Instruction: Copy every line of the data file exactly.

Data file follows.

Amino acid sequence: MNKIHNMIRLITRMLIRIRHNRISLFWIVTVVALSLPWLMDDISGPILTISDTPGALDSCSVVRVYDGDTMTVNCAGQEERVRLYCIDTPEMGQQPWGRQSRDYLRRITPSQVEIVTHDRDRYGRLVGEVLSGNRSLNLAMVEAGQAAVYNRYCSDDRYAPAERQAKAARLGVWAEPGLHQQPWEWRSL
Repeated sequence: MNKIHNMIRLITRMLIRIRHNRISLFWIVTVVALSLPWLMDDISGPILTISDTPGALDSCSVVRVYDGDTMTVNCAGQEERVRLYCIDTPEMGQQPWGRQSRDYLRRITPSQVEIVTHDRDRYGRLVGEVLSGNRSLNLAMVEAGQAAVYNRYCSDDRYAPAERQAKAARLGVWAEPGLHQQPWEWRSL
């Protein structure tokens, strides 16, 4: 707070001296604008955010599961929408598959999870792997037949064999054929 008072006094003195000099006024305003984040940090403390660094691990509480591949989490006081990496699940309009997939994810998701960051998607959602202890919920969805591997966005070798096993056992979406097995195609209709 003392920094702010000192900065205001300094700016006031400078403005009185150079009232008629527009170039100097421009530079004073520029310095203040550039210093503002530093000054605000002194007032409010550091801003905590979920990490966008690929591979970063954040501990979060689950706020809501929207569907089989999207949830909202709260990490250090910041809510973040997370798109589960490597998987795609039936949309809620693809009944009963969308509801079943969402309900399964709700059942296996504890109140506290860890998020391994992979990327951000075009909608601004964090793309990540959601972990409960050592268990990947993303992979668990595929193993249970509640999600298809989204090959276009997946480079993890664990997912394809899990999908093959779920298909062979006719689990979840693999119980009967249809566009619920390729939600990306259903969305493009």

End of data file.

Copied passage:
Amino acid sequence: MNKIHNMIRLITRMLIRIRHNRISLFWIVTVVALSLPWLMDDISGPILTISDTPGALDSCSVVRVYDGDTMTVNCAGQEERVRLYCIDTPEMGQQPWGRQSRDYLRRITPSQVEIVTHDRDRYGRLVGEVLSGNRSLNLAMVEAGQAAVYNRYCSDDRYAPAERQAKAARLGVWAEPGLHQQPWEWRSL
Repeated sequence: MNKIHNMIRLITRMLIRIRHNRISLFWIVTVVALSLPWLMDDISGPILTISDTPGALDSCSVVRVYDGDTMTVNCAGQEERVRLYCIDTPEMGQQPWGRQSRDYLRRITPSQVEIVTHDRDRYGRLVGEVLSGNRSLNLAMVEAGQAAVYNRYCSDDRYAPAERQAKAARLGVWAEPGLHQQPWEWRSL
């Protein structure tokens, strides 16, 4: 707070001296604008955010599961929408598959999870792997037949064999054929 008072006094003195000099006024305003984040940090403390660094691990509480591949989490006081990496699940309009997939994810998701960051998607959602202890919920969805591997966005070798096993056992979406097995195609209709 003392920094702010000192900065205001300094700016006031400078403005009185150079009232008629527009170039100097421009530079004073520029310095203040550039210093503002530093000054605000002194007032409010550091801003905590979920990490966008690929591979970063954040501990979060689950706020809501929207569907089989999207949830909202709260990490250090910041809510973040997370798109589960490597998987795609039936949309809620693809009944009963969308509801079943969402309900399964709700059942296996504890109140506290860890998020391994992979990327951000075009909608601004964090793309990540959601972990409960050592268990990947993303992979668990595929193993249970509640999600298809989204090959276009997946480079993890664990997912394809899990999908093959779920298909062979006719689990979840693999119980009967249809566009619920390729939600990306259903969305493009």